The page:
Belgian Man Charged With Attempting To Illegally Export Aluminum Tubes To Malaysian Front For Individual In Iran
For Immediate Release
U.S. Attorney's Office, Northern District of Illinois
CHICAGO — A Belgian businessman is scheduled to be arraigned tomorrow on federal charges alleging that he violated U.S. laws by attempting to export aluminum tubes that were controlled for nuclear nonproliferation purposes from a company in Schaumburg, through Belgium, to a company in Kuala Lumpur, Malaysia, without obtaining a license from the U.S. Commerce Department, federal law enforcement officials announced today. The case follows a lengthy undercover investigation in which the Schaumburg company, which was cooperating with law enforcement, actually shipped different non-controlled aluminum tubes to the defendant’s business in Belgium before they were allegedly illegally transshipped to Malaysia.
Court documents allege that the Malaysian business is a front company operated by an individual who is located at times in Iran.
The case involves 7075 T6 aluminum tubing with an outside diameter of 4.125 inches and an ultimate tensile strength of 572 MPa (megapascals), which is used in the aerospace industry, among other applications. As a controlled material, a license was required from the Commerce Department’s Bureau of Industry and Security to export the 7075 aluminum from the U.S. to Malaysia, but not to Belgium.
The defendant, NICHOLAS KAIGA, 36, of Brussels and London, was charged with one count of violating the International Emergency Economic Powers Act (IEEPA) and two counts of making false statements on U.S. export forms in a three-count indictment returned by a federal grand jury last Thursday. Kaiga has been in federal custody since he was arrested on June 25 in New York City, approximately a week after he arrived there. A criminal complaint filed at the time of his arrest was unsealed when he was indicted last week.
Kaiga will be arraigned at 11 a.m. tomorrow before U.S. Magistrate Judge Maria Valdez in U.S. District Court in Chicago.
The charges were announced by Zachary T. Fardon, United States Attorney for the Northern District of Illinois; Gary Hartwig, Special Agent-in-Charge of Homeland Security Investigations in Chicago; Robert J. Shields, Jr., Acting Special Agent-in-Charge of the Chicago Office of the Federal Bureau of Investigation; and Ronald B. Orzel, Special Agent-in-Charge of the U.S. Department of Commerce, Bureau of Industry and Security, Office of Export Enforcement, Chicago Field Office. The Justice Department’s National Security Division is providing assistance in the case.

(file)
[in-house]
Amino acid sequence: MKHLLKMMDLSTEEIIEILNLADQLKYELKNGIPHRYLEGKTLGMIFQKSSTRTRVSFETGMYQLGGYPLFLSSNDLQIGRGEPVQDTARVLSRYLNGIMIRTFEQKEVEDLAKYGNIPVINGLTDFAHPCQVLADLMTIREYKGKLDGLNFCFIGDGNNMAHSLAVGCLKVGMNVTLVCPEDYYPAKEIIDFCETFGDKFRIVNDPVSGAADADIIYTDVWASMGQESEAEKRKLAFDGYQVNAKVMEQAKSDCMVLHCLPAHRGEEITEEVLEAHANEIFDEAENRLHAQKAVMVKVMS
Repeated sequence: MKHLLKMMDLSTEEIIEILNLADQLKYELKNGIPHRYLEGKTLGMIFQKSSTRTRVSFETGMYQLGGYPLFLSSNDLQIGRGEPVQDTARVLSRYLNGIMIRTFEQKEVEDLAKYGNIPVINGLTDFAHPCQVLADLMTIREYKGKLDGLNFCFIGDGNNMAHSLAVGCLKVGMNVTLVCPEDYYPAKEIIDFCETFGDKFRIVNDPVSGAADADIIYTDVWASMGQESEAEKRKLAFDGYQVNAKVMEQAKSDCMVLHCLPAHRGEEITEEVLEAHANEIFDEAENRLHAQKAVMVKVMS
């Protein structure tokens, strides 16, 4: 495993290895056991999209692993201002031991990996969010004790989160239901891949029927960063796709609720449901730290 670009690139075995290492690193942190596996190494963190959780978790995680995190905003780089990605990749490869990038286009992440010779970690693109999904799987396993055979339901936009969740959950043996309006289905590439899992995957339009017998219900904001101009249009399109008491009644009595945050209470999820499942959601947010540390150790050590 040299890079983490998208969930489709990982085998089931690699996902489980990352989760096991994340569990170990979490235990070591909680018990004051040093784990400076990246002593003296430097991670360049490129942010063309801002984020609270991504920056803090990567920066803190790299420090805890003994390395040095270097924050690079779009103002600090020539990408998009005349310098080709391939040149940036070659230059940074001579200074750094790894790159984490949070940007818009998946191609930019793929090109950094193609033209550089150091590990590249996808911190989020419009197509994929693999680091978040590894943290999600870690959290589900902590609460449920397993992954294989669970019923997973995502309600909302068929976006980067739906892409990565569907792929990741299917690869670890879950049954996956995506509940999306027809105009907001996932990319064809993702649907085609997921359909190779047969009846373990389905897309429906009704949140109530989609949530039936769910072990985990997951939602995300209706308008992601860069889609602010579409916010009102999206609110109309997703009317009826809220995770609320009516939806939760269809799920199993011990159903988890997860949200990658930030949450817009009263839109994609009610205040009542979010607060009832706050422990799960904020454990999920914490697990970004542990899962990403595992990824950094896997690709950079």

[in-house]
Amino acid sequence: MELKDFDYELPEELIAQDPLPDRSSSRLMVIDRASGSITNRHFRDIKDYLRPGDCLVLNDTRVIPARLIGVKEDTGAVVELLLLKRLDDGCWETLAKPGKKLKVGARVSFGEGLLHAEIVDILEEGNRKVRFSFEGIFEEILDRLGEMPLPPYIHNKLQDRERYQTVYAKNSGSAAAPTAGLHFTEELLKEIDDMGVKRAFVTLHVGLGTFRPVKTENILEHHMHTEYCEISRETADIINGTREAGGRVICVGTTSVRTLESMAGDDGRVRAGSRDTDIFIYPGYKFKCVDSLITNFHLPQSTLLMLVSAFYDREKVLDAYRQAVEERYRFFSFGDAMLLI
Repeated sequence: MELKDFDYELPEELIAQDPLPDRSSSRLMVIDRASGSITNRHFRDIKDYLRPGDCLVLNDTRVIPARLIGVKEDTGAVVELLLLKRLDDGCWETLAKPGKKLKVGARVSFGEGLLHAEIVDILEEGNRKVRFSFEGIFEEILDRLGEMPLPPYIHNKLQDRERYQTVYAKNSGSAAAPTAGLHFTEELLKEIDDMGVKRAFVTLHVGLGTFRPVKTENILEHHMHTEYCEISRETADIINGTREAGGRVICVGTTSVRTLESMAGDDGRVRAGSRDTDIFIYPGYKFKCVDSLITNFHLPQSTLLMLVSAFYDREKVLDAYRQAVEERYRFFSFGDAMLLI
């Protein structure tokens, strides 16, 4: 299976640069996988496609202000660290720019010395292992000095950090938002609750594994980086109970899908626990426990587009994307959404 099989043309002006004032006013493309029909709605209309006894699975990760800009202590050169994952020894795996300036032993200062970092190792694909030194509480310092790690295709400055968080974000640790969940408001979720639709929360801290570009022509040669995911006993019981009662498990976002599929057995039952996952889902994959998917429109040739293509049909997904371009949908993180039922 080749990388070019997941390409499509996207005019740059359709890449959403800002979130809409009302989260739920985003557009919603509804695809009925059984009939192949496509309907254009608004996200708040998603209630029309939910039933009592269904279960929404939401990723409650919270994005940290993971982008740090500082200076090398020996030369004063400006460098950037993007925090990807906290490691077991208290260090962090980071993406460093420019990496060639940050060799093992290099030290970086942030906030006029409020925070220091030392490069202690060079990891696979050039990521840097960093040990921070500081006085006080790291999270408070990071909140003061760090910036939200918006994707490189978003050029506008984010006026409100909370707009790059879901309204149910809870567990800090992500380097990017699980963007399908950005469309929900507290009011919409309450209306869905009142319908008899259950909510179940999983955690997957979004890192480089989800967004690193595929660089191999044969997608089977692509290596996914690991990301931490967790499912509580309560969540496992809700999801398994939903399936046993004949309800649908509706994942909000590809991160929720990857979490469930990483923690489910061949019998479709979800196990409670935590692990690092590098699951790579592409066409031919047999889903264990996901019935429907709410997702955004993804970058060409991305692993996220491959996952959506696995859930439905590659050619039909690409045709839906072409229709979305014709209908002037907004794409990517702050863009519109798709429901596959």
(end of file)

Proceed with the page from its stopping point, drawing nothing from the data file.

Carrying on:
According to the complaint affidavit and the indictment, the Schaumburg company, identified as “Company A” in court documents began cooperating with law enforcement in December 2007. The cooperation began after a person identified as “Individual A,” who was at times located in Iran, attempted to purchase 7075 aluminum from Company A, to be shipped to a company in the United Arab Emirates, but was denied an export license. In late 2009, an undercover agent began posing as an employee of Company A.
Between November 2009 and February 2012, the indictment alleges that Kaiga, who was managing director of a Belgian company, Industrial Metals and Commodities, attempted to export 7075 aluminum from Company A to Company B in Malaysia without an export license. The complaint affidavit alleges that Company B was a front for Individual A in Iran. The false statements charges allege that Kaiga lied on Commerce Department export declaration forms, which stated that the ultimate destination and recipient of the 7075 aluminum were in Belgium.
In November 2011, material that was purported to be 7075 aluminum, but was actually substituted with a different aluminum by Company A in cooperation with law enforcement, was picked up from Company A by a freight forwarding company designated by Kaiga’s Belgian company. The material arrived in the Belgian port of Antwerp on Dec. 1, 2011, and two months later it was shipped by a freight forwarding company to Individual A’s front company in Malaysia.
Violating IEEPA carries a maximum penalty of 20 years in prison and a $1 million fine, while making false statements to government agencies carries a maximum penalty of five years in prison and a $250,000 fine. If convicted, the Court must impose a reasonable sentence under federal statutes and the advisory United States Sentencing Guidelines. The government is being represented by Assistant U.S. Attorneys Raj Laud and Nancy DePodesta.
An indictment contains merely charges and is not evidence of guilt. The defendant is presumed innocent and is entitled to a fair trial at which the government has the burden of proving guilt beyond a reasonable doubt.
Updated July 27, 2015